Lastly, Fujifilm added a welcome feature to the XT2 in a recent firmware update. We now have the option to disassociate focus entirely from the shutter release, no matter which focus mode the camera is using. Now, if I’m in continuous or single AF mode, I use the AF-L (or whatever button you want to assign the task) to achieve focus and trigger the shutter with the release. Unfortunately, when I pick up the XPro2, I only have this option in the manual focus mode. I just want the two cameras to behave as closely as possible in the same way, so that I don’t have to change how I shoot, depending upon which camera I pick up. Is this too much to ask?
I really have little to quibble about with the excellent lineup of Fujinon XF lenses. Well, I do wish I could afford to own more of them, but I have a really workable group of lenses. I recently acquired the fantastic XF23mm f/2.0 (Fujicron) lens, which fronts my second XPro2 body. A pairing that accompanies me wherever I go. I have also used the XF23mm f/2.0 lens for theatre work, to great effect. It is truly fantastic. For work, I rely upon the XF16-55mm f/2.8 and XF50-140mm f/2.8 lenses. I nearly always carry the XF14mm f/2.8 and the 1.4 teleconverter for the 50-140. This is a really workable combination that doesn’t take up a lot of room and covers an impressive focal range. Of this group, the XF50-140 is my favourite lens. It is just stellar. I still struggle with the XF16-55 lens, but rely upon it heavily for much of my work photography and some personal shooting. The XF35mm f/1.4 (still a favourite), XF18mm f/2.0 (great on the street) and the XF56mm f/1.2 lenses round out the collection. I shoot all portraits with the XF56mm. In the studio and out, this is an amazing lens.
Since the release of the original X100 and XPro1, the system has lacked a pro-quality TTL flash. Until this past Fall, I made due with my Nikon SB800s and a SB900, for on-camera flash photography. These solutions worked well enough to produce good work. Yet, it was only a stop-gap solution.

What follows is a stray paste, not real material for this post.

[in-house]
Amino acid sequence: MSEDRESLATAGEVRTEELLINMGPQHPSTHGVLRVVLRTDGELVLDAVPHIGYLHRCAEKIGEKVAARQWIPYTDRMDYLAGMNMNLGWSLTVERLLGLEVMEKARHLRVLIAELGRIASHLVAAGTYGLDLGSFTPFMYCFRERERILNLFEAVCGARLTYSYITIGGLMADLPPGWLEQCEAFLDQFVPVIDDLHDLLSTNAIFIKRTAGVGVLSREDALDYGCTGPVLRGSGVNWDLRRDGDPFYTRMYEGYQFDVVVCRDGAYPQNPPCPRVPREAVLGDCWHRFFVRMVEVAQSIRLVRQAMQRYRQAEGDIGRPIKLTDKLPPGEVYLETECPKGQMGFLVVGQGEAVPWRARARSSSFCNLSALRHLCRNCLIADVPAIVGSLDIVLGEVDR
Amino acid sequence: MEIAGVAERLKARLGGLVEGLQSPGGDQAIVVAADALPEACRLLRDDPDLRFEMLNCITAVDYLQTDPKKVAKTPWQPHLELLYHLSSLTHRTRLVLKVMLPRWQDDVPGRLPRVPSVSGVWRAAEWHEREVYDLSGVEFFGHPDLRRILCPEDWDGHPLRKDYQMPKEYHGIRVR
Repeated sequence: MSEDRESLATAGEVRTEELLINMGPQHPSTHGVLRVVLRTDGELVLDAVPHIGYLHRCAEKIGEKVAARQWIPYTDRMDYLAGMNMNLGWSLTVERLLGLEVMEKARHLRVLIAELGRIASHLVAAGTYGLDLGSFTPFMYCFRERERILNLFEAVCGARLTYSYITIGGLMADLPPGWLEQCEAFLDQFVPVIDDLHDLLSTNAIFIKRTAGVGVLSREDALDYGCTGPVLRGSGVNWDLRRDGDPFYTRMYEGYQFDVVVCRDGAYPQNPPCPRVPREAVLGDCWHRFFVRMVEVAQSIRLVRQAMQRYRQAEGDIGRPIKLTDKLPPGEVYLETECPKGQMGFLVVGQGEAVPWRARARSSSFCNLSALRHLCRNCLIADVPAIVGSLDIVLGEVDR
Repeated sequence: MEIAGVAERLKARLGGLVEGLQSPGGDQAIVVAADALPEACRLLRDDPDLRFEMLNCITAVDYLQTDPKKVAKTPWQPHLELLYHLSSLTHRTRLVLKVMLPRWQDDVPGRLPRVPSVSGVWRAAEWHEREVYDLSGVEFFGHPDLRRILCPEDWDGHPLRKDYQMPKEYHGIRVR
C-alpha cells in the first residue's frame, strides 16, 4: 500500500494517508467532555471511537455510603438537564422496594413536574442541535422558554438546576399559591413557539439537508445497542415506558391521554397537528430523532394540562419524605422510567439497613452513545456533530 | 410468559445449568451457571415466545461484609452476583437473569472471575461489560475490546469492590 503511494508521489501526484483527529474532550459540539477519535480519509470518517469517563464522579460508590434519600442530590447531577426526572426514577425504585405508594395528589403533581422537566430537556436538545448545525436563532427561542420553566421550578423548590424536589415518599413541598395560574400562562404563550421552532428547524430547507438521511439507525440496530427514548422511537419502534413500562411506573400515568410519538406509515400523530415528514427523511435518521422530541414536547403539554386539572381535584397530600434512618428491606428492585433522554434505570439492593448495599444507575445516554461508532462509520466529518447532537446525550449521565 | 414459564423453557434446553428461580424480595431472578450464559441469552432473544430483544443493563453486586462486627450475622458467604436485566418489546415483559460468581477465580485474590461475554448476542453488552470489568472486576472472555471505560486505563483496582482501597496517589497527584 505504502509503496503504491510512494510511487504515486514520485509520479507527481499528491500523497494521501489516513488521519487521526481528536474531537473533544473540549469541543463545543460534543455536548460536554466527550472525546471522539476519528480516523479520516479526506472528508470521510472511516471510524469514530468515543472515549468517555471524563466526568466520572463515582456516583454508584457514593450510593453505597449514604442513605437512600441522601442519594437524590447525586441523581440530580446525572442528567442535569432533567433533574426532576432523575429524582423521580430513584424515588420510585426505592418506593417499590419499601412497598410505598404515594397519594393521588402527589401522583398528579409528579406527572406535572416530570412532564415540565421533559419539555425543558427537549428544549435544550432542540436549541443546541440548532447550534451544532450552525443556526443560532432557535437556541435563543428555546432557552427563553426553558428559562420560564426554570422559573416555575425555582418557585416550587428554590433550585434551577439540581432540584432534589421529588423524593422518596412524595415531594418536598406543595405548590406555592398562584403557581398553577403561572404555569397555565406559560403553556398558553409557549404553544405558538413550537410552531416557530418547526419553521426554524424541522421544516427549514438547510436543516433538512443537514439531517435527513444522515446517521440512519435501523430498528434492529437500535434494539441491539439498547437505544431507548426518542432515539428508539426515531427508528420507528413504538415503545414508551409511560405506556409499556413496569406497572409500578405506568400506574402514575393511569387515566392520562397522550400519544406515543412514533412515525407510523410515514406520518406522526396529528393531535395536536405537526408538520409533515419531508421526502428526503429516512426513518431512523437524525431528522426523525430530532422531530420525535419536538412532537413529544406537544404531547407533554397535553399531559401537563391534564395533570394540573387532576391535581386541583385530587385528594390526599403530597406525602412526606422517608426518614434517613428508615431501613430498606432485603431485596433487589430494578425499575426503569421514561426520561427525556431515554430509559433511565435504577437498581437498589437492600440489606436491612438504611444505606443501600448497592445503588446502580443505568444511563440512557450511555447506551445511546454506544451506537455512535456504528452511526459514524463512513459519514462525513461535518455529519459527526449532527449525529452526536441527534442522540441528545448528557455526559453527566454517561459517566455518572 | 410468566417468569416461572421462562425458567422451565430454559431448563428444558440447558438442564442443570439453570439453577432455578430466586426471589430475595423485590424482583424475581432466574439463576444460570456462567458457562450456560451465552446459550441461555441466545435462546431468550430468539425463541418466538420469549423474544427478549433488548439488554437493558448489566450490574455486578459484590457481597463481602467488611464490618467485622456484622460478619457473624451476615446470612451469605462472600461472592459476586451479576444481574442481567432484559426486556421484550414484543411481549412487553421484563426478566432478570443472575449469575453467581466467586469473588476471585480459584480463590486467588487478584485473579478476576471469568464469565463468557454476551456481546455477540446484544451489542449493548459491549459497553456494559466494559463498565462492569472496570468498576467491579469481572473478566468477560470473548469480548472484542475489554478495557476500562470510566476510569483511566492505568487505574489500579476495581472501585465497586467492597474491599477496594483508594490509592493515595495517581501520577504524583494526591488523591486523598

The release of the EF-X500 flash was welcome news. I have been using it for a several months and increasingly so in the past weeks. I am learning more about the flash with each job. Average camera exposure metering tends to be fooled less by extreme light or dark colours or clothing in a scene and this results in more consistent flash exposures.
I have used the flash off-camera, in manual mode with my Nikon flash cable, to shoot on-the-fly portraits. I’m waiting delivery of a Canon compatible TTL flash cable, which seems to work with the EF-X500. I will report more, once I have used it.
Finally, I am also learning the limits of how much the flash can work until it shuts down due to overheating. Something that happened to me at an event the other night. Fortunately, I had a spare SB800 to throw on the XT2. I also picked up the extra battery pack when I bought the EF-X500, which cuts recycle time in half.
What is next is a period of contented shooting with a very complete and professional camera system that will meet most people’s expectations. I would like to see firmware updates to both the XPro2 and XT2 to fix the problems mentioned above. I would always love to have more great lenses, but things look pretty good on that front. I am still coming to grips with the new flash. I do wish it could shoot longer without overheating. Hopefully, I can adjust how I shoot to minimize the issue and, perhaps, there is a way for Fujifilm to address it as well.
Now, back to work. There are many more events to photograph before May!
All images captured by either the Fujifilm XT2 or XPro2, fronted by Fujinon XF lenses. A few were lit with an EF-X500 flash.